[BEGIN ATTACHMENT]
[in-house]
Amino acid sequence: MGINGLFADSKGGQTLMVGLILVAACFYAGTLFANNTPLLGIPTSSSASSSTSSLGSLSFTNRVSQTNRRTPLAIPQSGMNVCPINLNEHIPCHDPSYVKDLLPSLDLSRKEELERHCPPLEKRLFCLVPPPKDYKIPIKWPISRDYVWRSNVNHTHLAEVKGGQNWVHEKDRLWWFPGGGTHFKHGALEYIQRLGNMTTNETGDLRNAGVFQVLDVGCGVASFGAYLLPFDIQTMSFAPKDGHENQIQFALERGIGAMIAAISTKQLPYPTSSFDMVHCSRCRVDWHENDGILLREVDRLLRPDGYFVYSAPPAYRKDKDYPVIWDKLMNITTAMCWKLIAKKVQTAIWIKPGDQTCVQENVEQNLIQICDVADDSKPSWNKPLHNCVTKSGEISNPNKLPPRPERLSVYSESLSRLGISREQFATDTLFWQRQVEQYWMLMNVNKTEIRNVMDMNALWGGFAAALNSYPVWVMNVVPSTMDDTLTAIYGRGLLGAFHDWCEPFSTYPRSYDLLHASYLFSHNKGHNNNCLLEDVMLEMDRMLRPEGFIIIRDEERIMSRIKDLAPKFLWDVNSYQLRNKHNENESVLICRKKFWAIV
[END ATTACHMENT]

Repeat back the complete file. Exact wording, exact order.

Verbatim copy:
[in-house]
Amino acid sequence: MGINGLFADSKGGQTLMVGLILVAACFYAGTLFANNTPLLGIPTSSSASSSTSSLGSLSFTNRVSQTNRRTPLAIPQSGMNVCPINLNEHIPCHDPSYVKDLLPSLDLSRKEELERHCPPLEKRLFCLVPPPKDYKIPIKWPISRDYVWRSNVNHTHLAEVKGGQNWVHEKDRLWWFPGGGTHFKHGALEYIQRLGNMTTNETGDLRNAGVFQVLDVGCGVASFGAYLLPFDIQTMSFAPKDGHENQIQFALERGIGAMIAAISTKQLPYPTSSFDMVHCSRCRVDWHENDGILLREVDRLLRPDGYFVYSAPPAYRKDKDYPVIWDKLMNITTAMCWKLIAKKVQTAIWIKPGDQTCVQENVEQNLIQICDVADDSKPSWNKPLHNCVTKSGEISNPNKLPPRPERLSVYSESLSRLGISREQFATDTLFWQRQVEQYWMLMNVNKTEIRNVMDMNALWGGFAAALNSYPVWVMNVVPSTMDDTLTAIYGRGLLGAFHDWCEPFSTYPRSYDLLHASYLFSHNKGHNNNCLLEDVMLEMDRMLRPEGFIIIRDEERIMSRIKDLAPKFLWDVNSYQLRNKHNENESVLICRKKFWAIV